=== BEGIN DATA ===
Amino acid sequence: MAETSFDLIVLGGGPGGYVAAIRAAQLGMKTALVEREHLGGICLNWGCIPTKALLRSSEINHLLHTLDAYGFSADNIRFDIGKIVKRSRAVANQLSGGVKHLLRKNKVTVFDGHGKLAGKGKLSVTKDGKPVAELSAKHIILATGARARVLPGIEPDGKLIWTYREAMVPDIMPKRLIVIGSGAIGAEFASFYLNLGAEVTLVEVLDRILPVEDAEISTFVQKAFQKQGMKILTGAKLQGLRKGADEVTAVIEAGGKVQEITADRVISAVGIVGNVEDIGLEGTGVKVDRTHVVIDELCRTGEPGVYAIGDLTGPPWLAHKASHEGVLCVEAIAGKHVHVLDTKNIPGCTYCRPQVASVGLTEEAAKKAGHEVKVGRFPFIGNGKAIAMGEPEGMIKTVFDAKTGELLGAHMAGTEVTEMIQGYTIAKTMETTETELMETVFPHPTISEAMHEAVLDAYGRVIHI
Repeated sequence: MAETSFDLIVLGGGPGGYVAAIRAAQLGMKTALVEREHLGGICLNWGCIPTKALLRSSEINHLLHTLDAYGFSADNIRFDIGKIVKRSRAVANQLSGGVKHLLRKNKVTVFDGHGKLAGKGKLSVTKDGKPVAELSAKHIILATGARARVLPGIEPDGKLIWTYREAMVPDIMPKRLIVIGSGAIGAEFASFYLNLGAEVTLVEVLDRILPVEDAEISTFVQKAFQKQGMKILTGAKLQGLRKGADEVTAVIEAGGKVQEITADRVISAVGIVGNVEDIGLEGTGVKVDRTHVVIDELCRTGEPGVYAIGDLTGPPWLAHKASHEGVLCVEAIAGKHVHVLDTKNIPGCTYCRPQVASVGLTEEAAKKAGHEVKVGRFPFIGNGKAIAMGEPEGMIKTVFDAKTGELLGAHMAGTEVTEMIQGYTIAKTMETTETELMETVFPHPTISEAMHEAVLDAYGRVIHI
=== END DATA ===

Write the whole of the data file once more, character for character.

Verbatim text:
Amino acid sequence: MAETSFDLIVLGGGPGGYVAAIRAAQLGMKTALVEREHLGGICLNWGCIPTKALLRSSEINHLLHTLDAYGFSADNIRFDIGKIVKRSRAVANQLSGGVKHLLRKNKVTVFDGHGKLAGKGKLSVTKDGKPVAELSAKHIILATGARARVLPGIEPDGKLIWTYREAMVPDIMPKRLIVIGSGAIGAEFASFYLNLGAEVTLVEVLDRILPVEDAEISTFVQKAFQKQGMKILTGAKLQGLRKGADEVTAVIEAGGKVQEITADRVISAVGIVGNVEDIGLEGTGVKVDRTHVVIDELCRTGEPGVYAIGDLTGPPWLAHKASHEGVLCVEAIAGKHVHVLDTKNIPGCTYCRPQVASVGLTEEAAKKAGHEVKVGRFPFIGNGKAIAMGEPEGMIKTVFDAKTGELLGAHMAGTEVTEMIQGYTIAKTMETTETELMETVFPHPTISEAMHEAVLDAYGRVIHI
Repeated sequence: MAETSFDLIVLGGGPGGYVAAIRAAQLGMKTALVEREHLGGICLNWGCIPTKALLRSSEINHLLHTLDAYGFSADNIRFDIGKIVKRSRAVANQLSGGVKHLLRKNKVTVFDGHGKLAGKGKLSVTKDGKPVAELSAKHIILATGARARVLPGIEPDGKLIWTYREAMVPDIMPKRLIVIGSGAIGAEFASFYLNLGAEVTLVEVLDRILPVEDAEISTFVQKAFQKQGMKILTGAKLQGLRKGADEVTAVIEAGGKVQEITADRVISAVGIVGNVEDIGLEGTGVKVDRTHVVIDELCRTGEPGVYAIGDLTGPPWLAHKASHEGVLCVEAIAGKHVHVLDTKNIPGCTYCRPQVASVGLTEEAAKKAGHEVKVGRFPFIGNGKAIAMGEPEGMIKTVFDAKTGELLGAHMAGTEVTEMIQGYTIAKTMETTETELMETVFPHPTISEAMHEAVLDAYGRVIHI